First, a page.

Research is conflicting whether kidney function should be incorporated in thromboembolism risk prediction. Our published data showed that the CHA2DS2-VASc score predicts thromboembolism and mortality in those without atrial fibrillation. We used the Rochester Epidemiology Project medical records system to retrospectively evaluate whether adding renal impairment (1 point) to the CHA2DS2-VASc score (-R) enhances the score's prediction of mortality, thromboembolism, and atrial fibrillation in patients without atrial fibrillation. We identified patients that had an implantable cardiac monitoring device placed from January 1, 2004 to December 31, 2013, which was defined as the start date. Follow-up was through March 7, 2016. An implantable device was required to discern the absence of atrial fibrillation. Renal impairment was defined as chronic kidney disease stage 3 or greater. The population (n = 1,606) had a mean age of 69.8 years and median follow-up of 4.8 years. Baseline renal impairment was predictive of mortality (hazard ratio [HR] 2.06, 95% confidence interval [CI] 1.64 to 2.60, p <0.001), thromboembolism (HR 1.34, 95% CI 0.96 to 1.87, p = 0.09), and atrial fibrillation (HR 1.31, 95% CI 0.98 to 1.74, p = 0.07). Lower glomerular filtration rate correlated significantly with mortality. Increasing CHA2DS2-VASc-R score correlated significantly with mortality, thromboembolism, and incident atrial fibrillation. The addition of renal impairment to the CHA2DS2-VASc score improved the C-statistics for thromboembolism and survival from 0.72 to 0.73 (p = 0.01) and 0.70 to 0.72 (p <0.001). Adding renal impairment to the CHA2DS2-VASc score improves the score's prediction of thromboembolism and mortality in a population without atrial fibrillation, although the incremental benefit appears mild.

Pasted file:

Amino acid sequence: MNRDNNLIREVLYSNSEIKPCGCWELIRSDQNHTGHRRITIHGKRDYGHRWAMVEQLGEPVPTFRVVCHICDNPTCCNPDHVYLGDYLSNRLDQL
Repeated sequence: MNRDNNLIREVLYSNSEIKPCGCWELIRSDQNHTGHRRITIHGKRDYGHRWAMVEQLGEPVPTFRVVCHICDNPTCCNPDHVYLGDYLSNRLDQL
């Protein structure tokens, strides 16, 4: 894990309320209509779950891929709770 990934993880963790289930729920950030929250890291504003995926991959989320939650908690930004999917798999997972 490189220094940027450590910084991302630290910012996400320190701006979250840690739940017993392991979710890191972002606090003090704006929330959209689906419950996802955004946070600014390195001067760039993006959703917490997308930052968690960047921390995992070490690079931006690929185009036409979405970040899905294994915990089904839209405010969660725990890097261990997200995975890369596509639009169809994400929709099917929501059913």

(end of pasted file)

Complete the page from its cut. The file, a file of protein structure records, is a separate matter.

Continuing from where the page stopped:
ASJC Scopus subject areas
- Cardiology and Cardiovascular Medicine